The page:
Lebanon demonstrators belt out 'Baby Shark' to toddler as protests rage

The episode was a short reprieve from days of unrest that has seen hundreds of thousands of people flooding the streets across the country.

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By Yuliya Talmazan and Caroline Radnofsky

As anti-government demonstrations paralyzed Lebanon, one group of protesters took a time out to sing "Baby Shark" to sooth a toddler stuck in traffic.

Video shot by the boy's mother shows a dozen or so men in the Furn El Chebbak neighborhood of Beirut, the Lebanese capital, belting out the earworm tune that has bewitched children and bedeviled parents around the globe.

Robin, the toddler, looks on as protesters carrying Lebanese flags surround the car and perform the song's signature clap.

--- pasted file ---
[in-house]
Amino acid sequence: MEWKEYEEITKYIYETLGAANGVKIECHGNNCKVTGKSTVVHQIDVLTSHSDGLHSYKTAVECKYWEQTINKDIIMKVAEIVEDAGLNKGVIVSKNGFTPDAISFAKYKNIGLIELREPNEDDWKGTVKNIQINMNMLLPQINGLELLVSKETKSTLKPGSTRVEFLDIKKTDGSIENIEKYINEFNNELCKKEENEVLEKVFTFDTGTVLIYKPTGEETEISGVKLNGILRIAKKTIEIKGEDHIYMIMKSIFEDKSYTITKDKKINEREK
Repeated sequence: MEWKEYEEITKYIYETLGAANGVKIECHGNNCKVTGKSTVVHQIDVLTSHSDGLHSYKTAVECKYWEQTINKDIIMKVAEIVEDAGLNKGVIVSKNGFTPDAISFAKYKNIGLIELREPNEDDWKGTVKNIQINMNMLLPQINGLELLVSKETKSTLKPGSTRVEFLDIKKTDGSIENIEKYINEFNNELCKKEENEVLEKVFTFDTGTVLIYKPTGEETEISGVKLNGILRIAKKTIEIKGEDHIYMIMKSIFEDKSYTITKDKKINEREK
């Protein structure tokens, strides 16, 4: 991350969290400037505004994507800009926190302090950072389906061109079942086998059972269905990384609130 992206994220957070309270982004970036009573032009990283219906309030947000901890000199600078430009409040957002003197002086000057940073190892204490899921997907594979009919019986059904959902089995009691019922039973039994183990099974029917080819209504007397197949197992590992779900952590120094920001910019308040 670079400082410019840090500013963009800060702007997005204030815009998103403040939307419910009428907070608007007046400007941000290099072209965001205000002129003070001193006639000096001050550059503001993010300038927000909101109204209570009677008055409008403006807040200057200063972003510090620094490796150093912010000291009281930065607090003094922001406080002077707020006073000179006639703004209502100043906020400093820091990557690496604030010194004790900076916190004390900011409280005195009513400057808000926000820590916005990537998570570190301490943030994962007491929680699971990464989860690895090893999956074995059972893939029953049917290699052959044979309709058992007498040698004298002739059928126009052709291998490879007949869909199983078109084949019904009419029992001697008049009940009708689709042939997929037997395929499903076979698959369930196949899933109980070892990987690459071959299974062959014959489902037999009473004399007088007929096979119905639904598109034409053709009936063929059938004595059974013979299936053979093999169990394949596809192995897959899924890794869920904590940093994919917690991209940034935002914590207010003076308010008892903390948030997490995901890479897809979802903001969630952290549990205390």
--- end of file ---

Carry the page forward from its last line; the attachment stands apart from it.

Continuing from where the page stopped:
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One of the men in the video, Elie-joe Nehme, told NBC News via Facebook Messenger that he and other protesters were yelling and clapping as they marched alongside some cars during a road closure on Saturday. Then a woman nearby told them to be quiet because of the noise bothering baby Robin.

"So we sang 'Baby Shark' to make him happy," said Nehme, 22.

The boy's mother, Eliane Jabbour, told NBC News her 15-month-old was "surprised but not afraid" to hear a rowdy rendition.

The episode was a short reprieve from days of unrest that saw hundreds of thousands of people flooding the streets across the country.

Protesters have accused the political elite of looting the economy to the point of collapse and are demanding regime change.

Demonstrators carry national flags as they stand on a bridge during an anti-government protest in Jal el-Dib, Lebanon on Monday. Mohamed Azakir / Reuters

In a bid to ward off crisis and defuse protests, the government approved an emergency reform package on Monday.

Nehme said he and others went back to protesting after the cheerful encounter with the toddler.

“There's a revolution happening here in Lebanon," he said.

Nehme, who has been part of the protests since they began on Thursday, said they are hoping the demonstrations will achieve "a better Lebanon."

Paul Ziad Nassar contributed.